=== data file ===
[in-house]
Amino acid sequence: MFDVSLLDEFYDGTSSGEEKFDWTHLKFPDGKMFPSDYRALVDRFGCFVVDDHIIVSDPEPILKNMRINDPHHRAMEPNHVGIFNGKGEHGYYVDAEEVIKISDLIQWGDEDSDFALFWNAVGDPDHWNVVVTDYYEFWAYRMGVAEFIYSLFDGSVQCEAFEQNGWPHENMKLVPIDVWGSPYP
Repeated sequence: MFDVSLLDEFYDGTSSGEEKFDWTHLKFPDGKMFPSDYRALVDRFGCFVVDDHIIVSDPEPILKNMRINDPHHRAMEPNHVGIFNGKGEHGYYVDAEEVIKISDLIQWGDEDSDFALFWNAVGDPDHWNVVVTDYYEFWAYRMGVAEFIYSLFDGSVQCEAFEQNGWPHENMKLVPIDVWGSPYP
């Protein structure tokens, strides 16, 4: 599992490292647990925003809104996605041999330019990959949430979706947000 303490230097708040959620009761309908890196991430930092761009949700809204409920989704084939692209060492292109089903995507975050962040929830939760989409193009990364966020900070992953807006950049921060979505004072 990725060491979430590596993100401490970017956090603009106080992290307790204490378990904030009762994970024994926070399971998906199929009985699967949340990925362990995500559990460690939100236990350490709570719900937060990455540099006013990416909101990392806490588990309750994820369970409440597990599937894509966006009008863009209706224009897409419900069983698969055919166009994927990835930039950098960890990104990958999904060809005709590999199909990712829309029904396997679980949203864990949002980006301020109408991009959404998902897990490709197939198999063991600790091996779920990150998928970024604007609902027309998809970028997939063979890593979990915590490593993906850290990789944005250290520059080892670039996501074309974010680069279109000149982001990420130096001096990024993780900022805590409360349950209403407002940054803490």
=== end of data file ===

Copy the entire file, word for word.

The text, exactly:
[in-house]
Amino acid sequence: MFDVSLLDEFYDGTSSGEEKFDWTHLKFPDGKMFPSDYRALVDRFGCFVVDDHIIVSDPEPILKNMRINDPHHRAMEPNHVGIFNGKGEHGYYVDAEEVIKISDLIQWGDEDSDFALFWNAVGDPDHWNVVVTDYYEFWAYRMGVAEFIYSLFDGSVQCEAFEQNGWPHENMKLVPIDVWGSPYP
Repeated sequence: MFDVSLLDEFYDGTSSGEEKFDWTHLKFPDGKMFPSDYRALVDRFGCFVVDDHIIVSDPEPILKNMRINDPHHRAMEPNHVGIFNGKGEHGYYVDAEEVIKISDLIQWGDEDSDFALFWNAVGDPDHWNVVVTDYYEFWAYRMGVAEFIYSLFDGSVQCEAFEQNGWPHENMKLVPIDVWGSPYP
């Protein structure tokens, strides 16, 4: 599992490292647990925003809104996605041999330019990959949430979706947000 303490230097708040959620009761309908890196991430930092761009949700809204409920989704084939692209060492292109089903995507975050962040929830939760989409193009990364966020900070992953807006950049921060979505004072 990725060491979430590596993100401490970017956090603009106080992290307790204490378990904030009762994970024994926070399971998906199929009985699967949340990925362990995500559990460690939100236990350490709570719900937060990455540099006013990416909101990392806490588990309750994820369970409440597990599937894509966006009008863009209706224009897409419900069983698969055919166009994927990835930039950098960890990104990958999904060809005709590999199909990712829309029904396997679980949203864990949002980006301020109408991009959404998902897990490709197939198999063991600790091996779920990150998928970024604007609902027309998809970028997939063979890593979990915590490593993906850290990789944005250290520059080892670039996501074309974010680069279109000149982001990420130096001096990024993780900022805590409360349950209403407002940054803490």